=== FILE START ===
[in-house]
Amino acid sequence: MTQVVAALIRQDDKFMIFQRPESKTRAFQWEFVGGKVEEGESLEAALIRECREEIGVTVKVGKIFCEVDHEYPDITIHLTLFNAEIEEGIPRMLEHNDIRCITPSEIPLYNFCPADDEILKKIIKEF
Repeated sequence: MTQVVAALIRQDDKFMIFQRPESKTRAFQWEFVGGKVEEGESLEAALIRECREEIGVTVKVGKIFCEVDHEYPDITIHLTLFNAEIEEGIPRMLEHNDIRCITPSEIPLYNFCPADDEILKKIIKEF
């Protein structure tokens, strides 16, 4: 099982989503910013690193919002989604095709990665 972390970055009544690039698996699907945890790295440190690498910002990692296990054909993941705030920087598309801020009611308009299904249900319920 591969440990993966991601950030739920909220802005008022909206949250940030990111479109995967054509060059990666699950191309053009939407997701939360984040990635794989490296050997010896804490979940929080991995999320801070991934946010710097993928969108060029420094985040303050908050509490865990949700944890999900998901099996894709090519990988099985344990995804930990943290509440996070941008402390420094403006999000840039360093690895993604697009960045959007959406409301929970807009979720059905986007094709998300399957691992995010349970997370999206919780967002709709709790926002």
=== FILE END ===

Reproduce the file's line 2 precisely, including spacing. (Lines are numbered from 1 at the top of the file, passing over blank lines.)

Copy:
Amino acid sequence: MTQVVAALIRQDDKFMIFQRPESKTRAFQWEFVGGKVEEGESLEAALIRECREEIGVTVKVGKIFCEVDHEYPDITIHLTLFNAEIEEGIPRMLEHNDIRCITPSEIPLYNFCPADDEILKKIIKEF